Carve Out For Solar May Get Larger in Maryland!
On the very last day of this year’s General Assembly here in Maryland, elected officials passed several revisions to its Renewable Energy Portfolio Standards, outlined in the Clean Energy – Renewable Energy Portfolio Standard Revisions Bill (HB1106/SB0921)! The changes mandate more progressive renewable energy implementation that simultaneously carves out a larger percentage devoted to solar-generated renewable energy. Yay, Maryland General Assembly!
Governor Larry Hogan Vetoes Bill
However, despite a veto-proof vote from the General Assembly Maryland Governor Larry Hogan vetoed the Bill in May. In a letter to the Maryland Speaker of the House, Hogan outlined his objections, citing tax increases as his objection to the Bill. it is expected that the General Assembly will override the veto in January 2017, when they reconvene in a regular session.
Solar Carve Out May Increase
According to the proposed revisions, utilities will be required to generate 25% of their electricity from Tier 1 renewable sources by 2020. In Maryland solar energy is considered a Tier 1 renewable source. The prior Standard mandated that utilities only had to produce 20% by 2022. In order to meet the mandates, utilities can buy Renewable Energy Credits (RECs) to cover gaps in renewable energy production or they can pay more expensive fines. We are hopeful that the new, more aggressive goals, will push demand for Solar RECs.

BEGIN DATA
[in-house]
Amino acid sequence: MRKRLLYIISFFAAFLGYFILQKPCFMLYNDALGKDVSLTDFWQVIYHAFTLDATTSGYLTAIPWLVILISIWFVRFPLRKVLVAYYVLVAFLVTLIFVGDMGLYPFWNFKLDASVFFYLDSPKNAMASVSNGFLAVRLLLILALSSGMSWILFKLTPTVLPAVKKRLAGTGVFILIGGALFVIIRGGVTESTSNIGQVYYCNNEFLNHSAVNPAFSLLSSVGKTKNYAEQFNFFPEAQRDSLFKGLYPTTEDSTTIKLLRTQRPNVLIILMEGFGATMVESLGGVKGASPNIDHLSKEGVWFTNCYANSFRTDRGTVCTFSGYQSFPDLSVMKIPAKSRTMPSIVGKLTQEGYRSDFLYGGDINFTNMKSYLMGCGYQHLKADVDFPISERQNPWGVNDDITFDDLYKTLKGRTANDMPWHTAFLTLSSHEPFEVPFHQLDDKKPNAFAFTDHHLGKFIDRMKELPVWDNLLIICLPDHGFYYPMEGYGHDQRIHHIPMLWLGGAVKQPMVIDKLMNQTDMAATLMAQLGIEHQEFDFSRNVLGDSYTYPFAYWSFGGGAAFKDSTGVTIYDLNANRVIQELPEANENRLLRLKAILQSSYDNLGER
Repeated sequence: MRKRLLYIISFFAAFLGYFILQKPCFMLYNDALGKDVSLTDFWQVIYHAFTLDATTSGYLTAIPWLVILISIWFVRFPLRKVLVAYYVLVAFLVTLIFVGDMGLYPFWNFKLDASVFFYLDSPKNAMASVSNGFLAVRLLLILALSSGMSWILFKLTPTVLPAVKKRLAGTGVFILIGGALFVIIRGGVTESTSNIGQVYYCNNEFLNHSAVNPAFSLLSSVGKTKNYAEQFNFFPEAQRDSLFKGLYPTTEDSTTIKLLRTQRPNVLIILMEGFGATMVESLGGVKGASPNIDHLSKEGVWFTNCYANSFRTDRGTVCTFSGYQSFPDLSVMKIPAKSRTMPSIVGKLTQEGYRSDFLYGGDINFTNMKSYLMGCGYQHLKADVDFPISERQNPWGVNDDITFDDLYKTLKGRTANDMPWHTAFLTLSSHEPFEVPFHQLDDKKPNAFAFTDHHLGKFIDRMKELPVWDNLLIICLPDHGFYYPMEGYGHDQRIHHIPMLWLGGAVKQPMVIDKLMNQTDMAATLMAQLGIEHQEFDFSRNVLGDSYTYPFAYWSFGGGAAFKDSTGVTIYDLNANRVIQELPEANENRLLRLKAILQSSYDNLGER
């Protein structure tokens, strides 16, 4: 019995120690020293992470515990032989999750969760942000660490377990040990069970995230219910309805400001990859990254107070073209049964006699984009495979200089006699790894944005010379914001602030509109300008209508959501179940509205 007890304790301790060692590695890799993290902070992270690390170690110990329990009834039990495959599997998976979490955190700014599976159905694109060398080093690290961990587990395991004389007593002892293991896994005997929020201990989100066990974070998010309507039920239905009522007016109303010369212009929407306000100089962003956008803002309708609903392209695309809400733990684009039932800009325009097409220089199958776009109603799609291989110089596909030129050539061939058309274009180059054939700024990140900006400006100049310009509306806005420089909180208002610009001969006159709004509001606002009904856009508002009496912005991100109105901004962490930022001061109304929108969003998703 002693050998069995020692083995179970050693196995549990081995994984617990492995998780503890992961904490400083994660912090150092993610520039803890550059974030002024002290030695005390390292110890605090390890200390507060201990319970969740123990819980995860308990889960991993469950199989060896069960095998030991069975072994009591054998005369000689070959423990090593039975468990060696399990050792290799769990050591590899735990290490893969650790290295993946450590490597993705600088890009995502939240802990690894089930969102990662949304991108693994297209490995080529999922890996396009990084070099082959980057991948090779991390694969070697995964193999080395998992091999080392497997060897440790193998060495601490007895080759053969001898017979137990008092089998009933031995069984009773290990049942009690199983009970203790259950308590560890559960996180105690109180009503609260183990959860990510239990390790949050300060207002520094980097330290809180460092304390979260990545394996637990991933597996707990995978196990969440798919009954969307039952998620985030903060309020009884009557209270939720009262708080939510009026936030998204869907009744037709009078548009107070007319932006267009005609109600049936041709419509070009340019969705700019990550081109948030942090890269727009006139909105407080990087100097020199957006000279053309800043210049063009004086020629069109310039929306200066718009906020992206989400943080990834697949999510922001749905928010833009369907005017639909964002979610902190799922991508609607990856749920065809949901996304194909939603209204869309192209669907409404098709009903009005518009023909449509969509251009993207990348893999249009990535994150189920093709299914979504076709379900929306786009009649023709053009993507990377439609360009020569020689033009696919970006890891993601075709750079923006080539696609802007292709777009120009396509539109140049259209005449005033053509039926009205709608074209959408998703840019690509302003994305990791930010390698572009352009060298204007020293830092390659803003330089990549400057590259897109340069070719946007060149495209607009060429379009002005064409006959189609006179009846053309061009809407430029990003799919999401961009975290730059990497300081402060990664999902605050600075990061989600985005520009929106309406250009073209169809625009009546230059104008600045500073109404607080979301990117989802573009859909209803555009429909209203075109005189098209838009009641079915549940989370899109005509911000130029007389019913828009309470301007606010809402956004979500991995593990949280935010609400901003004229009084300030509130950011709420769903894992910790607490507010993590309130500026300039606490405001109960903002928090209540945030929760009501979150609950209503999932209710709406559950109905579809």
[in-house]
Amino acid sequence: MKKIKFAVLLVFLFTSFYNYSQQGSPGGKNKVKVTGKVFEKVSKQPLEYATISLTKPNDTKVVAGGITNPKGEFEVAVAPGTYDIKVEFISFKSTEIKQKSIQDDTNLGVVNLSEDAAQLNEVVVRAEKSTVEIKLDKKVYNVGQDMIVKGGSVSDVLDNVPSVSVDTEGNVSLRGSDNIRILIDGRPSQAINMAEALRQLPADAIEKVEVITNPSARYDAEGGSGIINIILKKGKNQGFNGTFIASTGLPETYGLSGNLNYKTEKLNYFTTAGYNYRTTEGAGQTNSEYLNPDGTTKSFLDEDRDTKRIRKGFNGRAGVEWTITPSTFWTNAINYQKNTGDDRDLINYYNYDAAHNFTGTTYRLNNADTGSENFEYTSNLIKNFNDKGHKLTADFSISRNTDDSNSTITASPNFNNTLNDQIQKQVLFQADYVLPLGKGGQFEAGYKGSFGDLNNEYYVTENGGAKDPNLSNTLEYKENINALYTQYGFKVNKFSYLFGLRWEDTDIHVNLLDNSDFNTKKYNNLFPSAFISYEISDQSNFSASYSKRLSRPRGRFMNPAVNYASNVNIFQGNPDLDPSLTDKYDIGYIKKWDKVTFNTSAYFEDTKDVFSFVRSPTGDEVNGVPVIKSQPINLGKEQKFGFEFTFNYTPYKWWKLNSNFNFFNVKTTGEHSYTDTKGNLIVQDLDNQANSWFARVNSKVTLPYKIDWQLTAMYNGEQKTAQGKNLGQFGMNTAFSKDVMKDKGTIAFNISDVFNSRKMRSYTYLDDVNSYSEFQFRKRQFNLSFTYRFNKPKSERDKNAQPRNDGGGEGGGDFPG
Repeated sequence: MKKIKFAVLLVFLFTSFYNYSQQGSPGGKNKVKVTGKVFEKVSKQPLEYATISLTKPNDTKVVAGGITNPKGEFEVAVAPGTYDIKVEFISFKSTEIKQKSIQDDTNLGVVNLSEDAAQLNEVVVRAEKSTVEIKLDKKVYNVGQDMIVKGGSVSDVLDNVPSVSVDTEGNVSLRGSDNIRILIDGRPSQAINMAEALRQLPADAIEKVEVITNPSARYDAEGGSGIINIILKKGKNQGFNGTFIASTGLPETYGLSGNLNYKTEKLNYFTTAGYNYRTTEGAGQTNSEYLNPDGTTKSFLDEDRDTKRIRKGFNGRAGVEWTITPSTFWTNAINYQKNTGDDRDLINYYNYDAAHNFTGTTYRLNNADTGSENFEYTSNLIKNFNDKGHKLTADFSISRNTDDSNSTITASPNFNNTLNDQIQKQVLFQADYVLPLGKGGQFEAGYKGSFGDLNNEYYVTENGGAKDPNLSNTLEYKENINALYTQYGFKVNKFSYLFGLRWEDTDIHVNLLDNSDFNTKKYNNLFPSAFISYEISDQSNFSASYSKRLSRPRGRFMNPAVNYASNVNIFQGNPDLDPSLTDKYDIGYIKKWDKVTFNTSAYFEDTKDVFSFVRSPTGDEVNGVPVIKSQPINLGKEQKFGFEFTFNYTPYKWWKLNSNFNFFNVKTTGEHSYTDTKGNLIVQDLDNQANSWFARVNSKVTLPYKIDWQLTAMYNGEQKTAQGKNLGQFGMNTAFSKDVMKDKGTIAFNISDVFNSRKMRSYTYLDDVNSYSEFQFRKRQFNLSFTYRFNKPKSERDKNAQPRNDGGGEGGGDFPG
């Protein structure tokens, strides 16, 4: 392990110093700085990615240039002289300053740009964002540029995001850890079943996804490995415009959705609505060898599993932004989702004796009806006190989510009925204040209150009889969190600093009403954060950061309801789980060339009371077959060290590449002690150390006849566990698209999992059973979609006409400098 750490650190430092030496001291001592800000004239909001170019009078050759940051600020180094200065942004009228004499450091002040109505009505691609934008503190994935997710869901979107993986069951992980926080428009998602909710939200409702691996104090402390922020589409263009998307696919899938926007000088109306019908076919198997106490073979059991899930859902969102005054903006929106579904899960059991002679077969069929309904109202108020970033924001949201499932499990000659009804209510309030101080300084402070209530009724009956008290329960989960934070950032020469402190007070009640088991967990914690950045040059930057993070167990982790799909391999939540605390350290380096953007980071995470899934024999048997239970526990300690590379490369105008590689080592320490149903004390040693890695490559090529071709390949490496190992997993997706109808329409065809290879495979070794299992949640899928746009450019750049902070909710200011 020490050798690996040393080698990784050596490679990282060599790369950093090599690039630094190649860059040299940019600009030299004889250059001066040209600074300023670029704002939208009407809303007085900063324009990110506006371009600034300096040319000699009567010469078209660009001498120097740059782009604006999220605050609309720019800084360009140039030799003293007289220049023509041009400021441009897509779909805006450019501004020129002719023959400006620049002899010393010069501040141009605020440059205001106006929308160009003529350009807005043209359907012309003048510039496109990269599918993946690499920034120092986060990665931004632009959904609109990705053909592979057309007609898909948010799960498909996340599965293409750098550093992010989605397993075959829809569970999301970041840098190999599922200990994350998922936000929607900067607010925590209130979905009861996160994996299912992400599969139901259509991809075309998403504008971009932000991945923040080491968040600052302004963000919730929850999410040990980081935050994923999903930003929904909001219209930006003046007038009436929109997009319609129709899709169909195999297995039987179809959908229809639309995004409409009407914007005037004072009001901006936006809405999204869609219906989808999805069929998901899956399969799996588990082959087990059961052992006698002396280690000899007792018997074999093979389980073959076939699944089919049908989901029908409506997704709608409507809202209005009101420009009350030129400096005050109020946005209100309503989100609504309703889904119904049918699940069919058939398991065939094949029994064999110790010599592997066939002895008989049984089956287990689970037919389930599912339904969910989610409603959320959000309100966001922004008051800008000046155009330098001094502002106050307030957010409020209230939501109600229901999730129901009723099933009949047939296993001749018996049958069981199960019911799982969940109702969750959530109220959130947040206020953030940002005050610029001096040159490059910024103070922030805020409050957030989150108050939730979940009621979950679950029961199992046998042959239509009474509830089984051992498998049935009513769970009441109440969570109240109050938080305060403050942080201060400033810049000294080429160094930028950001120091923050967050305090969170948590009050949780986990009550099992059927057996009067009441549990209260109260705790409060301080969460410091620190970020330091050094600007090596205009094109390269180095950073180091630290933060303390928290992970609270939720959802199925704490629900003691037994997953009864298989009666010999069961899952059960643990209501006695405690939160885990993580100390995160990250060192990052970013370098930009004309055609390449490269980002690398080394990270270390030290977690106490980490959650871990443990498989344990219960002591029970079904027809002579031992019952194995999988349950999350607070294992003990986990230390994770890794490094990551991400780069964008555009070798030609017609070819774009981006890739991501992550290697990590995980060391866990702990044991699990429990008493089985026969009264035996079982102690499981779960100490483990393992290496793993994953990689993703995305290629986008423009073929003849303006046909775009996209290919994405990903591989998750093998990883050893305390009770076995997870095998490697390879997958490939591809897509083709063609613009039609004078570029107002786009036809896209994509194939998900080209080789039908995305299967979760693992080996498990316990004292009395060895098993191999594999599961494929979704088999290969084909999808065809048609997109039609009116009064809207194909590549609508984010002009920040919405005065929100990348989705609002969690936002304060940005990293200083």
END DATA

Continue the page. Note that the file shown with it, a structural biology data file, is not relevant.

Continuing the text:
In addition to tighter renewable energy goals, the carved out percentage devoted specifically to solar energy has moved up to 2.5% by 2020. In combination with the 2016 Greenhouse Gas Bill, these changes will serve to strengthen solar energy production in our state. According to the Maryland Climate Coalition, “A 25% clean energy standard is expected to create roughly 4,600 direct jobs in our region from the land-based wind industry alone – from engineers to electricians to operators. By increasing the carve-out for solar, we will also see the growth of nearly 1,000 new Maryland solar jobs per year.” Sounds like some good news for solar here in Maryland. Here is a chart that outlines the new carve-out for solar:
Possible Increase in SREC Demand
We are hopeful that these changes may increase demand for solar RECs as utilities work to meet the more stringent yearly goals. According to Kevin Flett on the Flett Exchange blog, there is an overabundance of SRECs on the market and the new standards in the proposed RPS may “soak up the oversupply.”
For more information, the Bill in its entirety is contained here, a wrap up of conservation legislation from this year’s General Assembly can be found here and some helpful, but general, information about RECs, sRECs and MD’s Renewable Energy Portfolio Standards can he found at the following links: